“Telling our stories” is important because our experience directly contradicts the absurdities contained in official Vatican doctrines.
For example, the CDF “Letter to the bishops on the pastoral care of homosexual persons” consistently presents a false dichotomy, in which heterosexual relationships are described as loving, conjugal, mutual self-giving, but the same-sex counterparts are seen as no more than indulgent self-gratification.
This is patently absurd. It should be obvious to anyone paying attention to the real world, that many heterosexual encounters are also no better than self gratification, or otherwise fall short of the noble ideal of loving, mutual self-giving. Conversely, the experience of many lesbian and gay Catholic couples shows very clearly that our relationships too, can be fully loving, mutual self giving.
Increasingly, some Catholic bishops are coming to understand this. During the 2015 bishops synod on marriage and family, Cardinal Christoph schonborn of Vienna described one gay couple he had come to know, and how their relationship was demonstrably about love and mutual support. As Fr James Martin SJ reports in his book Building a Bridge,
Around that time, Cardinal Schönborn spoke of a gay couple he knew who had transformed his understanding of LGBT people. He even offered some qualified praise for his friend’s same-sex union.
The cardinal said: “One shares one’s life, one shares the joys and sufferings, one helps one another. We must recognize that this person has made an important step for his own good and for the good of others, even though, of course, this is not a situation that the church can consider regular”.
It should come as no surprise that Cardinal Schonborn and others like him who have first hand knowledge of lesbian and gay couples, are in the forefront of Catholic leaders promoting improved pastoral support for LGBT Catholics, even to the extent of support for same sex unions. In the Protestant churches there are countless examples of pastors who have come to support gay marriage after conversations with gay couples in their congregations, which have shown them that these relationships have much in common with those pastors’ own marriages.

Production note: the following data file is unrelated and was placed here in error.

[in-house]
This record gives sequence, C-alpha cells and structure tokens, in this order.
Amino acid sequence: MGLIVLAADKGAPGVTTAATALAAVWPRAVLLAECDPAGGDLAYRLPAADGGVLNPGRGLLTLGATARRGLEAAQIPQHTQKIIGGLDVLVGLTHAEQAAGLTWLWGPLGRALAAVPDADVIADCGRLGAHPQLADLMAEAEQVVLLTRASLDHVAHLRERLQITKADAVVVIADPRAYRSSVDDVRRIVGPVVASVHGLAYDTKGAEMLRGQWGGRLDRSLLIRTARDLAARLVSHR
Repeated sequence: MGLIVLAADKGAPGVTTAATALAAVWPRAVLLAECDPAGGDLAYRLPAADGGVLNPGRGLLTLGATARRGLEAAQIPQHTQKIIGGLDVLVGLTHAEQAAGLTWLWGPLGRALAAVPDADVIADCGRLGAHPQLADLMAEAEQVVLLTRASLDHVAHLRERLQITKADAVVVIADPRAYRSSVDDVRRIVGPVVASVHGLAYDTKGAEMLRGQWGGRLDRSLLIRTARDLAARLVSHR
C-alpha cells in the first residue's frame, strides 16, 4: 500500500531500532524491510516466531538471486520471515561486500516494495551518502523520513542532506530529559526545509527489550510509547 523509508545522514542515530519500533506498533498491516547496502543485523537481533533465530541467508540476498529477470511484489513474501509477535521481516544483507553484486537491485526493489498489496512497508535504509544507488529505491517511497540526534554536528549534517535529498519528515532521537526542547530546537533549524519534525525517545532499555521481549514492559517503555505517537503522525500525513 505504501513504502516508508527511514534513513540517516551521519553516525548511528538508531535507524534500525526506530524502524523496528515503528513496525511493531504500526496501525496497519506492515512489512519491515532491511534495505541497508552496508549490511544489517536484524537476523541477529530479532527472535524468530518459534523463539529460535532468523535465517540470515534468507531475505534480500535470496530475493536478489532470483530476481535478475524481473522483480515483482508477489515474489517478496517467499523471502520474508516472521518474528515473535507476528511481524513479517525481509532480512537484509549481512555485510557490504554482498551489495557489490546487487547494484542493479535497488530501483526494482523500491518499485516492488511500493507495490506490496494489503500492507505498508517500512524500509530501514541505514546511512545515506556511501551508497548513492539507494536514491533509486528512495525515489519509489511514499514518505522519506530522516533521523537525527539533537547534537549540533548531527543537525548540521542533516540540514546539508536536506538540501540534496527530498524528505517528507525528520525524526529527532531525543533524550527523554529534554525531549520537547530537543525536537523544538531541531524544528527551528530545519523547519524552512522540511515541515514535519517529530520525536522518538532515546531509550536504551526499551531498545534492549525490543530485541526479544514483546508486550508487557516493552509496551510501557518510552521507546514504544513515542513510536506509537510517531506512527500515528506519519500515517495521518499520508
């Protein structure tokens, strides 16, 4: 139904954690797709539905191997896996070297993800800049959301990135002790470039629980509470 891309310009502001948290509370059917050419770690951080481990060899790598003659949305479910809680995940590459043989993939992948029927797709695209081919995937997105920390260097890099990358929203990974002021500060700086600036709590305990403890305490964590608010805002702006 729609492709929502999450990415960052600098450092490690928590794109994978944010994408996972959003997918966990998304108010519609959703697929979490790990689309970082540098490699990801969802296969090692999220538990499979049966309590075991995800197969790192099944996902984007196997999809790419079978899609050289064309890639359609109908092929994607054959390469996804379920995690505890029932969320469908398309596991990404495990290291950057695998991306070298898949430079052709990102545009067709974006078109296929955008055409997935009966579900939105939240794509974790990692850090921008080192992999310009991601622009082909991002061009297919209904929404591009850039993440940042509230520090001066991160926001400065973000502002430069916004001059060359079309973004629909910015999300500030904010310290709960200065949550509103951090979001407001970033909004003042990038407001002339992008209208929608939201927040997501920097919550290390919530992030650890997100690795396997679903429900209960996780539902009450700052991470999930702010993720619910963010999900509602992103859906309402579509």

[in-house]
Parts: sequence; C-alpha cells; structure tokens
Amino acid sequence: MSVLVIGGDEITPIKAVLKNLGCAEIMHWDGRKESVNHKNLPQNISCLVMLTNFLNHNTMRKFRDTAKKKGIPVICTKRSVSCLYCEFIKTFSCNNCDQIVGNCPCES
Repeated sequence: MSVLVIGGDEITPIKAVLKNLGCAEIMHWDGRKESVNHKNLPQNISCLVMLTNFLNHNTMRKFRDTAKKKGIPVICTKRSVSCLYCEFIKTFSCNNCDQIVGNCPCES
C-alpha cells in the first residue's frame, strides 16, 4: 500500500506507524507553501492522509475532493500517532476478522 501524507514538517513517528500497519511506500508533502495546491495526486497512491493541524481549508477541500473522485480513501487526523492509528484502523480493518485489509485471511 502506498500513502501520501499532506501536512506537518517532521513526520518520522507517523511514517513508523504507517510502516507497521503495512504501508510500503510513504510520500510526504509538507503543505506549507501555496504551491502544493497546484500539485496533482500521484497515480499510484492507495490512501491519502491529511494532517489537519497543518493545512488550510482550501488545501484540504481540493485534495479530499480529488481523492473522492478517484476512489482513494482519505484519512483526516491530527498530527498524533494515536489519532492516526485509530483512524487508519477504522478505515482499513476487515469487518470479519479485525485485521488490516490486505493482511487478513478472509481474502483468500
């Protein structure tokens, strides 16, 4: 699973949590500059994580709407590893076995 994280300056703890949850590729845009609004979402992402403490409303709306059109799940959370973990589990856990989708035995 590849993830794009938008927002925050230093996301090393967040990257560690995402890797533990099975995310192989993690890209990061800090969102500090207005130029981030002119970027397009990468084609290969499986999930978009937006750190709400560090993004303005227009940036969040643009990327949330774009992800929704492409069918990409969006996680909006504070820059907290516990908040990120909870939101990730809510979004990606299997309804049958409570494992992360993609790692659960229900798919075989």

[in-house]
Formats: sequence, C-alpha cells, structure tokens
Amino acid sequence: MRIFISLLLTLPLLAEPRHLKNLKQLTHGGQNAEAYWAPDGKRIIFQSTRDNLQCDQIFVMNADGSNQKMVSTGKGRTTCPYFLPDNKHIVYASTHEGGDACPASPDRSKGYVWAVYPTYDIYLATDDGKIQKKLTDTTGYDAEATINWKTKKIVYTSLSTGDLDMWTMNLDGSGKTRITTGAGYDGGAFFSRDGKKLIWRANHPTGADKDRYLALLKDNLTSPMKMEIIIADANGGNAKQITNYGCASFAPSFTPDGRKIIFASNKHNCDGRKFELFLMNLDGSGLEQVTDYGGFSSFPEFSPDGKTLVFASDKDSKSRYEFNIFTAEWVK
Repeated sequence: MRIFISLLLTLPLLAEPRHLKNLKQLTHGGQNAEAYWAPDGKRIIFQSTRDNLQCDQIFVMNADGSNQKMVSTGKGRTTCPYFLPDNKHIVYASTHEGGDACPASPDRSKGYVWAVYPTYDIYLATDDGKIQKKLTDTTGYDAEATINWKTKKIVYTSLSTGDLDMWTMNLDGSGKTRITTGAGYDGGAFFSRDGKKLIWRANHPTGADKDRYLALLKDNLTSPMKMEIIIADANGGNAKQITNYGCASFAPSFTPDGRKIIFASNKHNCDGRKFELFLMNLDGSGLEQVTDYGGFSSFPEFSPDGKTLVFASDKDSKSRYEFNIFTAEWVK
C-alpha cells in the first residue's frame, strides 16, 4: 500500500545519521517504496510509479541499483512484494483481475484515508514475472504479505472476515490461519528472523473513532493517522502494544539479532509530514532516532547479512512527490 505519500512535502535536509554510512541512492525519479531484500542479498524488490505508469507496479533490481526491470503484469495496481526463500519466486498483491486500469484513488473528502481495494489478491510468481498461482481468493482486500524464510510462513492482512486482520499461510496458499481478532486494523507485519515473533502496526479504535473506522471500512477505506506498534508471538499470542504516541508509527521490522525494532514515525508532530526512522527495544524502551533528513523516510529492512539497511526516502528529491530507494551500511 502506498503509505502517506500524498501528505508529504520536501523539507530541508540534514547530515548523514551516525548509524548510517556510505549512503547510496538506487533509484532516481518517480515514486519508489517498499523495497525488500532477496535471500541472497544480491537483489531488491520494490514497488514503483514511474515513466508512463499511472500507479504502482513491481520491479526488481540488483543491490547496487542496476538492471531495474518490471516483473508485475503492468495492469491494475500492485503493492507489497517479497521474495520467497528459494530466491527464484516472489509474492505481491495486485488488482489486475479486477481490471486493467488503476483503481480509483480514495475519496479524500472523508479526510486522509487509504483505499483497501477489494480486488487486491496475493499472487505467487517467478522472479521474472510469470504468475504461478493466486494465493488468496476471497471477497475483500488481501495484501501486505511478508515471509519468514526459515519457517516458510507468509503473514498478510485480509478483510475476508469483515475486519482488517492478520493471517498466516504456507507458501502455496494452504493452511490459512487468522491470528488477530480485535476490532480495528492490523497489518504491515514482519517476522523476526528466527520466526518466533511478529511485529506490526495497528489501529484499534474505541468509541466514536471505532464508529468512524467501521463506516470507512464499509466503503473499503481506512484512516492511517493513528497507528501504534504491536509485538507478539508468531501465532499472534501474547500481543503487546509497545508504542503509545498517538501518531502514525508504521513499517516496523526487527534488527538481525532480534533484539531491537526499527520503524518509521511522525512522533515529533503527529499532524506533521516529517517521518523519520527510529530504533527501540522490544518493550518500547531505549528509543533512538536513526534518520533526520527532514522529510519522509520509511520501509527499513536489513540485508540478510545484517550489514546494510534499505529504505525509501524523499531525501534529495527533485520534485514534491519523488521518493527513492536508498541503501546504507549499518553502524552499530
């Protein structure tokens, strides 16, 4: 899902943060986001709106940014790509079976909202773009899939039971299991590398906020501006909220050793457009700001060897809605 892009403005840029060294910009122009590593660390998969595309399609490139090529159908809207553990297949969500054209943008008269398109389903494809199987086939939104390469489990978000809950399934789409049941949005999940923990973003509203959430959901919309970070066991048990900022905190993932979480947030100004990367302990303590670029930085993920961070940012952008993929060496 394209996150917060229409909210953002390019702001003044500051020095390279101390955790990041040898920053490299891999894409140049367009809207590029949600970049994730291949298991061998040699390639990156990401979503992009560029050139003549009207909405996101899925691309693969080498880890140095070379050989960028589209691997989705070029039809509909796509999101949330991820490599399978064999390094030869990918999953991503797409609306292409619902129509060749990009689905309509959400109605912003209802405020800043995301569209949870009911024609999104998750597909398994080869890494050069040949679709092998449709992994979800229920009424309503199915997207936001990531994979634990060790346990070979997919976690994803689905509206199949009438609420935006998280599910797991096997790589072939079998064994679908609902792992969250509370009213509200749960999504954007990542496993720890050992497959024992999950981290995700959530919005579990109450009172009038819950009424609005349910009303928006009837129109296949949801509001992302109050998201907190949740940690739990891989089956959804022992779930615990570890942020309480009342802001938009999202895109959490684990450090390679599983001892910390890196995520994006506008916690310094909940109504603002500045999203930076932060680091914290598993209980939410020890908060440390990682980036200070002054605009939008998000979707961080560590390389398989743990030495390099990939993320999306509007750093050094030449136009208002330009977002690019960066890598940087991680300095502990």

Telling our stories is furthermore important to bring home to our church leaders just how much existing doctrines are not merely misguided, but are also downright hurtful and damaging. There is abundant statistical evidence that LGBT youth in particular have much higher rates of suicide, self harm and substance abuse than their straight peers. They are also more likely to run away from home, and then perhaps to fall into prostitution as a means of simple survival. Furthermore, there exists solid research evidence that to some extent at least, these difficulties faced by LGBT youth are aggravated by real or perceived church teaching and practice.
For still others, our stories tell of how the desire to comply has led us into inappropriate and ultimately destructive heterosexual marriages, or to simply walk away from the church entirely. Both of these are part of my own story.
In “Building a Bridge”, Fr James Martin S.J. expands on the established Catholic teaching that Catholics must show “respect compassion and sensitivity” to gay people, by pointing out that this is impossible without first listening to us and our stories. That, in turn, is impossible unless our stories are out there to be heard.